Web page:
When she's older, someone needs to let my daughter know that I always like this. When she's sixteen, rolling her eyes at how impossibly weird her mother acts, I would appreciate it if a friend or family member tossing a bone in my defense.
On some level, I expected motherhood would change me. I was just hoping that change could be a calming, graceful one. I was hoping that we could say, "Well your mother used to have a short temper, but you wouldn't know it." Or: "Your mother's zen-like mastery of the present, wasn't always so obvious." Maybe I've mistaken motherhood for grandmotherhood.
Instead, I find it may just make me strange(r). I firmly believe that the continuous monologue is enough to shed a few braincells and maybe drop a level of self-awareness. I spend hours upon hours talking to a tiny person whose rare reply consists of bubbles and the highly-prized rare, "Goo." The really rewarding grins and smiles come not from my eviscerating wit or sardonic silences, but from high-pitched squeaky noises. So, yeah, I'm cooing with the best of 'em.
Mommy loves baby's smiles and so mommy forfeits her use of pronouns.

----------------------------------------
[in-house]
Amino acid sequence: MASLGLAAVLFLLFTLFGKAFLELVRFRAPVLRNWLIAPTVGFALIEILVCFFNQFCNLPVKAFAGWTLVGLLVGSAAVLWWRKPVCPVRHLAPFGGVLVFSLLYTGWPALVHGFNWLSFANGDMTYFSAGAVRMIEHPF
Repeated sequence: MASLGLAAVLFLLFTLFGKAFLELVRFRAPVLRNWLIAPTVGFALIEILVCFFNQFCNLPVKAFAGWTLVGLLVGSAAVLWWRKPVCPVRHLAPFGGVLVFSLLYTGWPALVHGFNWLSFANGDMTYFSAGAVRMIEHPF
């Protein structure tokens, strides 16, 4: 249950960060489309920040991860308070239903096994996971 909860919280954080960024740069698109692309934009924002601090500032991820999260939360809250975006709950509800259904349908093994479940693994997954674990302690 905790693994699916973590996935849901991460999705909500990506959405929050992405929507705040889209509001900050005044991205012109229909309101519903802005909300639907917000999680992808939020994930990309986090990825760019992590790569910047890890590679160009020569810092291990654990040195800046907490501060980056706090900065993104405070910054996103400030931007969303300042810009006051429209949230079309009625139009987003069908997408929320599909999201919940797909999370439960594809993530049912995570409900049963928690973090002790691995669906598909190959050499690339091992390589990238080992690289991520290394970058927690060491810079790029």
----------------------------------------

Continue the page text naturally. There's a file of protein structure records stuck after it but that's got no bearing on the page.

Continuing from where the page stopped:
The love of the smile also has transported me to a special place where life is a musical. Every occasion can issue a burst of song. This would perhaps be easier if Mommy wasn't tone deaf or strapped for creativity. "We're gonna change your diaper. Yes we are. Yes we are." I seek inspiration everywhere and am drawing heavily from what little I remember of the nursery rhymes. This little piggy went to market and this little piggy, well, he went somewhere else but I know this one cried wee, wee, wee, wee, wee, all the home. Oh hey. One stayed home, right.
And as long as I'm cooing and singing, I might as well dance. Alone. With no music. I bounce all the time now. While out with some people the other night, a young woman asked me, "Do you always need to rock the baby like that, or is this just something you do?" I wasn't feeling too charitable to the question so I let her know that I always rock myself back and forth while sitting at pubs, it makes me feel safe.
Speaking of pubs, once I was quite a home in them. I enjoyed hanging out in bars with friends, without friends, I even went while pregnant (skipping the usual consumption of course). But as I enjoyed a beer with my baby the other night, I noticed a group of college guys pointing at me and talking. I was just about to feel pretty good when I saw that they were talking about the baby being at the bar. Yes, I am going for the mother of the year award.